It’s no secret, most people want to increase their website traffic. People usually assume that lots of visitors = lots of inquiries, sales and well money.
However, the number of site visitors often needs to be peeled back to look at what the typical mix of visitors is.
Analysing Website Visitors 101
Let’s say you have 100 visitors in a day.
First, you need to consider how many of those people are “accidental tourists”. In other words, people who stumbled upon your link and clicked on it. They arrived at the website, but immediately knew they were in the wrong place, so they bounced off the website.
This is unavoidable. They were looking for information on cats, and you had information on dogs. It happens.
It is highly unlikely that every website visitor that comes to your site does so in earnest and is going to spend substantial time there. You see it a lot in bloggers media kits where the number of site visitors is shown as a headline statistic.
On average, as many as 40% of those visitors to your website are what I call “accidental tourists”. Which means that of 100 visitors per day 40 (and often up to 70) don’t hang around too long.
Retaining Your Visitors
If the idea of having people come to your website in error and then leaving is bad enough, what about the thought that they could be coming to your website and then leaving because they don’t find what they want? A service or product that you actually offer!
Of the remaining 60 visitors (and these are just estimates) a lot of them realise that they are in the right place (yeah dogs), but can’t find what they want easily. There are a myriad of reasons for this. Your site is hard to navigate, hard to read, the information is not detailed enough (or too detailed), or you just don’t provide them with a clear pathway to getting what they want. Or, even though your site is about dogs, you haven’t outlined the specific information full stop.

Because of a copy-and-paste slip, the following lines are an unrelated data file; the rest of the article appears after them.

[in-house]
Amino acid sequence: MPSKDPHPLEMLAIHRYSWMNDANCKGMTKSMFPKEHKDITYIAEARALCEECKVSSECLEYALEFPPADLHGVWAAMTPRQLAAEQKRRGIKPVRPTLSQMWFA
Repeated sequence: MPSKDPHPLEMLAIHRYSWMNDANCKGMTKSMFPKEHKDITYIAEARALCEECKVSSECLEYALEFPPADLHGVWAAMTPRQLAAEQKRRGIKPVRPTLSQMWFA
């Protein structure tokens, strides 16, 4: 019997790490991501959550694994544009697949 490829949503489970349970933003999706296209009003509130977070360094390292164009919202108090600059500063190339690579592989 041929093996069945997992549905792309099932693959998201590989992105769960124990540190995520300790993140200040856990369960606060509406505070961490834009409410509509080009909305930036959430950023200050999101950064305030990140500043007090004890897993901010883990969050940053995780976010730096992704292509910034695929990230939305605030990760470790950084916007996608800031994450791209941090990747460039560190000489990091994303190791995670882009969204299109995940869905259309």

What if you could help them and they didn’t know it?
I realised I’m guilty of this in my own business. I have a service that is just not documented on my site in any place. Like AdWords. I have been providing AdWords support for SMEs for over 3 years and realised about 3 months ago, I didn’t have any page worth mentioning on my site.
Many businesses are in the exact same boat. Websites with only 4-5 pages but 20-30 services (or more).
This is inexcusable. With the variety of content management systems that are available, it is easy to create a service or product page for your website, and those few moments could put you ahead of a competitor that doesn’t have those pages.
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Website owners with any traffic should spend time analysing their site statistics. Google analytics provides this for free, so spending even 10-15 minutes looking under the hood will show you quite a lot of information.
Conversion Rate Optimisation (CRO)
Conversion Rate Optimisation, or CRO is the method of using analytics and user feedback to improve the performance of your website. CRO can be used to improve any metric on your website that’s important to your business. For example, to improve your conversion rates on any page, you need data. Collecting it and analysing it regularly should be part of any serious online business. Not at a website level but at the page level.
You need to work with your tourists today and encourage them to stay for a while